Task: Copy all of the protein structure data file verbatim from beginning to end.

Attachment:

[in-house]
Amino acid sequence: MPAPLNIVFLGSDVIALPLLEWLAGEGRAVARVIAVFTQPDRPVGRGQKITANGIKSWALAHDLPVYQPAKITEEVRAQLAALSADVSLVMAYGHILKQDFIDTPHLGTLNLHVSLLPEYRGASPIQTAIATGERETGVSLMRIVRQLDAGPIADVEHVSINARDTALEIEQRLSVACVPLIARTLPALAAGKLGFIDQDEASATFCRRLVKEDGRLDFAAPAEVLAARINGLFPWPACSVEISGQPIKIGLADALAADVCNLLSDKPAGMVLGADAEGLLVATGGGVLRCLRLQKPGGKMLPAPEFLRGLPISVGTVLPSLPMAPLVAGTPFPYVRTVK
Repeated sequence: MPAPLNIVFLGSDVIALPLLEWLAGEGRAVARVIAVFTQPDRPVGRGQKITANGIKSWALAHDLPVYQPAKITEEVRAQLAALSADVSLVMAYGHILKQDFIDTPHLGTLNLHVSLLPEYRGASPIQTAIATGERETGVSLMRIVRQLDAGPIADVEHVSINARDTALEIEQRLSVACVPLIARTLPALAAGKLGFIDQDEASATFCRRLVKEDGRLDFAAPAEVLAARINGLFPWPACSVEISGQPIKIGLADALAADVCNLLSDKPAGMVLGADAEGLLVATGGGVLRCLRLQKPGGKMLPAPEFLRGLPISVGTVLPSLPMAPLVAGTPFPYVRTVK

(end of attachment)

[in-house]
Amino acid sequence: MPAPLNIVFLGSDVIALPLLEWLAGEGRAVARVIAVFTQPDRPVGRGQKITANGIKSWALAHDLPVYQPAKITEEVRAQLAALSADVSLVMAYGHILKQDFIDTPHLGTLNLHVSLLPEYRGASPIQTAIATGERETGVSLMRIVRQLDAGPIADVEHVSINARDTALEIEQRLSVACVPLIARTLPALAAGKLGFIDQDEASATFCRRLVKEDGRLDFAAPAEVLAARINGLFPWPACSVEISGQPIKIGLADALAADVCNLLSDKPAGMVLGADAEGLLVATGGGVLRCLRLQKPGGKMLPAPEFLRGLPISVGTVLPSLPMAPLVAGTPFPYVRTVK
Repeated sequence: MPAPLNIVFLGSDVIALPLLEWLAGEGRAVARVIAVFTQPDRPVGRGQKITANGIKSWALAHDLPVYQPAKITEEVRAQLAALSADVSLVMAYGHILKQDFIDTPHLGTLNLHVSLLPEYRGASPIQTAIATGERETGVSLMRIVRQLDAGPIADVEHVSINARDTALEIEQRLSVACVPLIARTLPALAAGKLGFIDQDEASATFCRRLVKEDGRLDFAAPAEVLAARINGLFPWPACSVEISGQPIKIGLADALAADVCNLLSDKPAGMVLGADAEGLLVATGGGVLRCLRLQKPGGKMLPAPEFLRGLPISVGTVLPSLPMAPLVAGTPFPYVRTVK